60. The learned authorised representative stated that there is no error in order of learned CIT – A. He submitted that above expenditure are advertisement expenditure incurred by assessee for developing its corporate brand identity such as how to make representation. He further referred to copy of bills and vouchers in respect of consultancy charges for corporate image makeover placed at paper book page number 271 – 276 of paper book. He also referred to copy of report prepared by consultant at page number 277 – 323 of paper book. He further stated that above expenditure incurred by assessee does not make it is a capital expenditure simply because these are for purpose of brand. Even otherwise, he stated that above expenditure is not for purpose of brand building of assessee but for standardization of presentation or letters and emails written by assessee. They are neither creating any enduring benefit to assessee but they are creating a standardization in organization and hence they are not capital expenditure but revenue expenditure. He also referred to plethora of case laws on this issue..

61. We have carefully considered rival contention and perused orders of lower authorities. We have also perused bills and vouchers in respect of consultancy charges for corporate image makeover at page number 271 – 276 of paper book. We have also perused copy of report placed in paper book. Above report shows that what kind of stationary assessee should use, what kind of corporate identity group should have, what kind of identity individual units should have, What are communication guidelines inter-unit as well as external and how signage should be placed. There are also several templates given for the same. On careful perusal of above documents, we are of view that above expenditure is not capital expenditure Page | 37 but revenue expenditure as it helps assessee in maintaining its corporate image to outside world. The corporate image of assessee is created by product of assessee and these products are to be demonstrated to outside world in a proper manner by whole organization. Therefore, identity or image of assessee is not distorted to various stakeholders. In view of this, we do not find that these expenditure are creating any benefit of enduring nature to assessee. In fact, they are standard operating procedure of communicating with outside world. Accordingly we hold that these are revenue expenditure incurred by assessee which has been rightly allowed by learned CIT – A. Accordingly, ground number 13 is dismissed.

62. Ground number 14 is with respect to disallowance deleted of Rs.
44991662/- being upfront fees for loans swaps and interest arbitrage expenses.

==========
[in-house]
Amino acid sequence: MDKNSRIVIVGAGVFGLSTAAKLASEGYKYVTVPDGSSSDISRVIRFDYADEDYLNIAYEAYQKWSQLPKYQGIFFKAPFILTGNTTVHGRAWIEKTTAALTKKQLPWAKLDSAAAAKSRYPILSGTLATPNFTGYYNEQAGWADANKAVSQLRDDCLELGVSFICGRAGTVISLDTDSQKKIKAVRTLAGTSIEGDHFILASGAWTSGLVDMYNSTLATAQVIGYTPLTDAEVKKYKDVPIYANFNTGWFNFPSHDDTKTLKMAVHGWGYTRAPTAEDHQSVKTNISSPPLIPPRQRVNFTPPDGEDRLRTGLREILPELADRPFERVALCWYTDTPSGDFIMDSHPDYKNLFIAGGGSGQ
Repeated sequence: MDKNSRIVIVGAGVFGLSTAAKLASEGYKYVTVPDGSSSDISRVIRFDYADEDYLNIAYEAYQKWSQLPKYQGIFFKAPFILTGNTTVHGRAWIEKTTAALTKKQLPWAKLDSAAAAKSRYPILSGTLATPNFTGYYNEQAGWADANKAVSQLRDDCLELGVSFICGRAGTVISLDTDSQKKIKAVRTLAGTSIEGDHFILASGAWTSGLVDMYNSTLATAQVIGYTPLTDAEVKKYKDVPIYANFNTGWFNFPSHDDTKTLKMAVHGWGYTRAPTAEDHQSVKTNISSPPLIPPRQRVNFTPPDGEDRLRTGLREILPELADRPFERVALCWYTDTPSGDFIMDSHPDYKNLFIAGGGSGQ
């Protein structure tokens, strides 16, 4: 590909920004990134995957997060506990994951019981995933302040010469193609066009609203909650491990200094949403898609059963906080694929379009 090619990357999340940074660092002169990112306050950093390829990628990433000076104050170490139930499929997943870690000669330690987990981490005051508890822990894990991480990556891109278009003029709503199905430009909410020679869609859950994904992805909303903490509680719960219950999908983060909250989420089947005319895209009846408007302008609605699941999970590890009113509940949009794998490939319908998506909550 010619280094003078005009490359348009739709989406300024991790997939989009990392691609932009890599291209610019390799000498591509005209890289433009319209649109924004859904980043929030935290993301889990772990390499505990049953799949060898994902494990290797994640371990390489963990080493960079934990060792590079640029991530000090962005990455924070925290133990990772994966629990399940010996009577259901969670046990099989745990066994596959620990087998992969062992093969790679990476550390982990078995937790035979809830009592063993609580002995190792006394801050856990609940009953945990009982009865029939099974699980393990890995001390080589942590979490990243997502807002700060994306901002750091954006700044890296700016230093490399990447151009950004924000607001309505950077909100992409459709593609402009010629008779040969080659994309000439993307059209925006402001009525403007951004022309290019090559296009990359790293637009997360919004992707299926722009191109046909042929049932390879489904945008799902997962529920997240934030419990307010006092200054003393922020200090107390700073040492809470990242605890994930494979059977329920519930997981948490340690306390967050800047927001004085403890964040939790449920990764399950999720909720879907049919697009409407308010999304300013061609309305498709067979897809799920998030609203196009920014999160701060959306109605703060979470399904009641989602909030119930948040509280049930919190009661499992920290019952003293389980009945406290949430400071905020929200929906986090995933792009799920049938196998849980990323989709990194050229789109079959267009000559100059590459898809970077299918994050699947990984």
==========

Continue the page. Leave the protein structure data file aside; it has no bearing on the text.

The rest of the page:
63. Heard rival contentions. Facts shows that assessee incurred expenses of Rs. 4,49,91,662/- being upfront fees paid for swap of high interest bearing loans for low cost borrowings. The Ld. AO allowed only 1/5th of entire expenditure i.e. Rs. 89,98,332/- as per provisions of section 35D of Act and disallowed Rs. 3,59,93,330/-. The Ld. CIT(A) allowed deduction for expenditure stating that payments were not made for activities as specified under section 35D but had been incurred to change over high cost loans to low cost loans. The expenditure on upfront fees for loan swap and interest arbitrage expenses is in nature of “interest” as defined in section 2(28A) of Act. Such interest has to be allowed on payment basis in terms of 43B(d) and (e) of Act. The definition of interest as per section 2(28A) of Act is very wide and it categorically covers „upfront fees‟ by referring to phrase “any service fee or other charge in respect of moneys borrowed or debt incurred or in respect of any credit facility which has not been utilized . Similar question came before Hon‟ble Delhi High Court in case of CIT vs. Gujarat Guardian [(2009) 222 CTR 526 (Del)] wherein issue was also whether deduction towards interest be allowed in one lump sum as claimed by assessee or deferred over a period of time as sought to be done by revenue and Hon‟ble Court held in Para 17 and 17.1 that in terms of section 43B(d) once it is ascertained that payment is in nature of ‘interest’ in terms of section 36(1)(iii) read with section 2(28A) of Act, and assessee fulfils Page | 38 conditions provided in section 43B(d), that is, it is interest paid in respect of loans obtained from public institutions, it follows that, interest will have to be allowed as a deduction only in year of incurring /payment, notwithstanding fact that, liability to pay such sum was incurred in an earlier year based on method of accounting regularly employed by assessee. On identical facts of switching from high cost loans to low cost loans, Coordinate bench in case of DCIT vs. J.K. Paper Ltd. (ITA No.4027 & 4080/ Ahd/2008) held that upfront fees cannot be considered as capital in nature and it needs to be allowed as a revenue expenditure. Further Hon‟ble Madras High Court in case of CIT vs. Meenakshi Mills Ltd. [(2007) 290 ITR 107] held that upfront fees paid by assessee to bank while availing loan cannot be construed as a capital expenditure and allowed same as revenue expenditure. In view of this, we do not find any infirmity in order of learned CIT – A in allowing claim of assessee as revenue expenditure. Accordingly, ground number 14 is dismissed.